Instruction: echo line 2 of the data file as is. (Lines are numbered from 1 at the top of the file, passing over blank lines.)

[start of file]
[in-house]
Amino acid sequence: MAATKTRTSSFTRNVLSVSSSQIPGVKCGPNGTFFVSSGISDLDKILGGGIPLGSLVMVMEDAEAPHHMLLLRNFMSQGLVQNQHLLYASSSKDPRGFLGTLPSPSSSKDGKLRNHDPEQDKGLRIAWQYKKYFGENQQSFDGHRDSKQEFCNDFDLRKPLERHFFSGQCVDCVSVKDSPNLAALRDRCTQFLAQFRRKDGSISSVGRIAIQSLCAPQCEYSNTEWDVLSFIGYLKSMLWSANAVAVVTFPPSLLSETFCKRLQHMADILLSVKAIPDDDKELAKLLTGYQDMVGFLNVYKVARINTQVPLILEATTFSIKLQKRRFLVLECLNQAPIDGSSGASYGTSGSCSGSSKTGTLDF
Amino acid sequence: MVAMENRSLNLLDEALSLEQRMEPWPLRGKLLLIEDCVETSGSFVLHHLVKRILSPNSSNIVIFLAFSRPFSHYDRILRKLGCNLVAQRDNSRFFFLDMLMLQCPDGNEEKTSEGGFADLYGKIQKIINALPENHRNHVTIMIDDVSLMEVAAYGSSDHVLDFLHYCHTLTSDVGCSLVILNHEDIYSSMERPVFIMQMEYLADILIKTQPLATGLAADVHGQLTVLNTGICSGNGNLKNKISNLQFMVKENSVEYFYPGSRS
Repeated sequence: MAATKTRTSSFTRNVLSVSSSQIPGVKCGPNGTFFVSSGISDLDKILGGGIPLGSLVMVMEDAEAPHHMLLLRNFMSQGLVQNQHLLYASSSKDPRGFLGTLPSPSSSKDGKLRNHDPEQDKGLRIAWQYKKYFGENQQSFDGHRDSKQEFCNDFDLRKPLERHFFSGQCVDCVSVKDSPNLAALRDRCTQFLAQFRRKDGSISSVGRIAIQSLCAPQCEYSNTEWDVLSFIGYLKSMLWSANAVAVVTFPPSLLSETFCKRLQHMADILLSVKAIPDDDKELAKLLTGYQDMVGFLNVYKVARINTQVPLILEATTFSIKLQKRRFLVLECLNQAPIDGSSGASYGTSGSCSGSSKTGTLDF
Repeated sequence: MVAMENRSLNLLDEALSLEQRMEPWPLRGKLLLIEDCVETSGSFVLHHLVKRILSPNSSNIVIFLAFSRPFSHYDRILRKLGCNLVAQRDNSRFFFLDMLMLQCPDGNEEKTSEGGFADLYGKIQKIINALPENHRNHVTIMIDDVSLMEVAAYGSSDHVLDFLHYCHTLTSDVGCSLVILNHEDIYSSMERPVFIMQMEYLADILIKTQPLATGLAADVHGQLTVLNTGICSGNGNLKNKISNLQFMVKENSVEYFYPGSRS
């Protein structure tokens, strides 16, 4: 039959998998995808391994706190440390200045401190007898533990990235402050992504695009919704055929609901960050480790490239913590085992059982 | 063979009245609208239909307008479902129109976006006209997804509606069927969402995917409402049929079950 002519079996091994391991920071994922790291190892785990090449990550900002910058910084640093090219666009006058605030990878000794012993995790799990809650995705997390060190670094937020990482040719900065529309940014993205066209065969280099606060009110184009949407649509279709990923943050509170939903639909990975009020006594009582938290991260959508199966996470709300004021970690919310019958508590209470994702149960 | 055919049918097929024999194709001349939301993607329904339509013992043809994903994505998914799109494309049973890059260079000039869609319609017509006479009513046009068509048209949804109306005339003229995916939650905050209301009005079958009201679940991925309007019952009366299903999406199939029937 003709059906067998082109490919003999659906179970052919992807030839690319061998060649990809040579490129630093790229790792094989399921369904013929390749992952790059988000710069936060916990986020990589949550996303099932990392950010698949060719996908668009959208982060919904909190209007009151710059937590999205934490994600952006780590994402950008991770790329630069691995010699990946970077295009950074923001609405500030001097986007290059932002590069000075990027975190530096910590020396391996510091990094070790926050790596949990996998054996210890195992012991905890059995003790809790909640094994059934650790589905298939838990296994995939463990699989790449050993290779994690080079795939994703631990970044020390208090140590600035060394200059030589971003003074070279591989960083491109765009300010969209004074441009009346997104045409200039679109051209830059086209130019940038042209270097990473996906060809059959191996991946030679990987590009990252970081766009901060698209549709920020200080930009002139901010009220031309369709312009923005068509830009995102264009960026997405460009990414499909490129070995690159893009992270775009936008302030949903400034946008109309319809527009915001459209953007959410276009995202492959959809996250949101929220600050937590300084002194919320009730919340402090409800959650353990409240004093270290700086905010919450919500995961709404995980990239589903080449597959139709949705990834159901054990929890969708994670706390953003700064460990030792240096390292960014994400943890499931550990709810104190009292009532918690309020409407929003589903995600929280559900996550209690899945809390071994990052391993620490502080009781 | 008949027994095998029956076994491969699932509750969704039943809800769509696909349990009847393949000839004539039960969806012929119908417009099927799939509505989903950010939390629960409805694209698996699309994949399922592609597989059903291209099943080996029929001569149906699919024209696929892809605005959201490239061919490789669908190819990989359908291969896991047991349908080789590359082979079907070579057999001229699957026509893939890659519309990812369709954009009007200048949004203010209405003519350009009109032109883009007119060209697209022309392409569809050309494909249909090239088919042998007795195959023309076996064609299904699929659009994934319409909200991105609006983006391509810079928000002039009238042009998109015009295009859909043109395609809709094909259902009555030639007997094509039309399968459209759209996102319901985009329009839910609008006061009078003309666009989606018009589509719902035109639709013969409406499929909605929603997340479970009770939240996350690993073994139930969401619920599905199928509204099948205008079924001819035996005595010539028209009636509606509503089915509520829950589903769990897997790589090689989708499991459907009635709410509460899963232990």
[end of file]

Amino acid sequence: MAATKTRTSSFTRNVLSVSSSQIPGVKCGPNGTFFVSSGISDLDKILGGGIPLGSLVMVMEDAEAPHHMLLLRNFMSQGLVQNQHLLYASSSKDPRGFLGTLPSPSSSKDGKLRNHDPEQDKGLRIAWQYKKYFGENQQSFDGHRDSKQEFCNDFDLRKPLERHFFSGQCVDCVSVKDSPNLAALRDRCTQFLAQFRRKDGSISSVGRIAIQSLCAPQCEYSNTEWDVLSFIGYLKSMLWSANAVAVVTFPPSLLSETFCKRLQHMADILLSVKAIPDDDKELAKLLTGYQDMVGFLNVYKVARINTQVPLILEATTFSIKLQKRRFLVLECLNQAPIDGSSGASYGTSGSCSGSSKTGTLDF